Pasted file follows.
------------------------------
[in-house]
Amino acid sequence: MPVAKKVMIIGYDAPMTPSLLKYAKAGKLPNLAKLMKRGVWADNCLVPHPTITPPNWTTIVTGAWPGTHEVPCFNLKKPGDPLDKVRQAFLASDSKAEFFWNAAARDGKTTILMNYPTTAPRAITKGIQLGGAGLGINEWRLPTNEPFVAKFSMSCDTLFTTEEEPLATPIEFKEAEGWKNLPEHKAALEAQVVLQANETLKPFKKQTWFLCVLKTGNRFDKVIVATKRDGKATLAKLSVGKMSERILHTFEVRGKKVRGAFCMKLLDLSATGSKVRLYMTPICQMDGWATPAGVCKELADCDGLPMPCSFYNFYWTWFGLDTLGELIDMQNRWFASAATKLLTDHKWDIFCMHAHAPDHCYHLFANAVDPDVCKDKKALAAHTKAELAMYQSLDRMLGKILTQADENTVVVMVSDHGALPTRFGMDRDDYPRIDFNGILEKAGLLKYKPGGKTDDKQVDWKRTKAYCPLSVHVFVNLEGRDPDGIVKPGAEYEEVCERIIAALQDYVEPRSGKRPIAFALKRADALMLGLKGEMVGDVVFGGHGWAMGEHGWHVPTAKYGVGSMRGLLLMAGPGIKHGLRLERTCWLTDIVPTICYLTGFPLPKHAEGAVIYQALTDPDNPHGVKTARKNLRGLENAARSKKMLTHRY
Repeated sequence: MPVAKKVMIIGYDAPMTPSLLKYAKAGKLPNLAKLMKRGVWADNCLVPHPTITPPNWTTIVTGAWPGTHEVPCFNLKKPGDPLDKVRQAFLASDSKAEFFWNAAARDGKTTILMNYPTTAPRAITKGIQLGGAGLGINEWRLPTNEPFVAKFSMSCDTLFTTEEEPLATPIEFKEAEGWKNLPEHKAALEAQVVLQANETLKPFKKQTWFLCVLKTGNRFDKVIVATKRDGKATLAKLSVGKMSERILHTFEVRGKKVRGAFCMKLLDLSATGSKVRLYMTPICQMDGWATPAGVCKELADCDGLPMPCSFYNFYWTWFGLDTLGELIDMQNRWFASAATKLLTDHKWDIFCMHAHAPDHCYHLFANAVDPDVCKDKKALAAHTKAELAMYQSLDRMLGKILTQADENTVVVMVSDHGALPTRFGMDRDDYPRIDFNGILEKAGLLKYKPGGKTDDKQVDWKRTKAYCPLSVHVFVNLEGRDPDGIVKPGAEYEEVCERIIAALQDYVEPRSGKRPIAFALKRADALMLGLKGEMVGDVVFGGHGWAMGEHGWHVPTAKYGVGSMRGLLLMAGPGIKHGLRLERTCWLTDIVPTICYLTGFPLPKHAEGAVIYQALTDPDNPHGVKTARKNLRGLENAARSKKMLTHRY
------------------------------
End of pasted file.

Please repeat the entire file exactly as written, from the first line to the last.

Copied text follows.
[in-house]
Amino acid sequence: MPVAKKVMIIGYDAPMTPSLLKYAKAGKLPNLAKLMKRGVWADNCLVPHPTITPPNWTTIVTGAWPGTHEVPCFNLKKPGDPLDKVRQAFLASDSKAEFFWNAAARDGKTTILMNYPTTAPRAITKGIQLGGAGLGINEWRLPTNEPFVAKFSMSCDTLFTTEEEPLATPIEFKEAEGWKNLPEHKAALEAQVVLQANETLKPFKKQTWFLCVLKTGNRFDKVIVATKRDGKATLAKLSVGKMSERILHTFEVRGKKVRGAFCMKLLDLSATGSKVRLYMTPICQMDGWATPAGVCKELADCDGLPMPCSFYNFYWTWFGLDTLGELIDMQNRWFASAATKLLTDHKWDIFCMHAHAPDHCYHLFANAVDPDVCKDKKALAAHTKAELAMYQSLDRMLGKILTQADENTVVVMVSDHGALPTRFGMDRDDYPRIDFNGILEKAGLLKYKPGGKTDDKQVDWKRTKAYCPLSVHVFVNLEGRDPDGIVKPGAEYEEVCERIIAALQDYVEPRSGKRPIAFALKRADALMLGLKGEMVGDVVFGGHGWAMGEHGWHVPTAKYGVGSMRGLLLMAGPGIKHGLRLERTCWLTDIVPTICYLTGFPLPKHAEGAVIYQALTDPDNPHGVKTARKNLRGLENAARSKKMLTHRY
Repeated sequence: MPVAKKVMIIGYDAPMTPSLLKYAKAGKLPNLAKLMKRGVWADNCLVPHPTITPPNWTTIVTGAWPGTHEVPCFNLKKPGDPLDKVRQAFLASDSKAEFFWNAAARDGKTTILMNYPTTAPRAITKGIQLGGAGLGINEWRLPTNEPFVAKFSMSCDTLFTTEEEPLATPIEFKEAEGWKNLPEHKAALEAQVVLQANETLKPFKKQTWFLCVLKTGNRFDKVIVATKRDGKATLAKLSVGKMSERILHTFEVRGKKVRGAFCMKLLDLSATGSKVRLYMTPICQMDGWATPAGVCKELADCDGLPMPCSFYNFYWTWFGLDTLGELIDMQNRWFASAATKLLTDHKWDIFCMHAHAPDHCYHLFANAVDPDVCKDKKALAAHTKAELAMYQSLDRMLGKILTQADENTVVVMVSDHGALPTRFGMDRDDYPRIDFNGILEKAGLLKYKPGGKTDDKQVDWKRTKAYCPLSVHVFVNLEGRDPDGIVKPGAEYEEVCERIIAALQDYVEPRSGKRPIAFALKRADALMLGLKGEMVGDVVFGGHGWAMGEHGWHVPTAKYGVGSMRGLLLMAGPGIKHGLRLERTCWLTDIVPTICYLTGFPLPKHAEGAVIYQALTDPDNPHGVKTARKNLRGLENAARSKKMLTHRY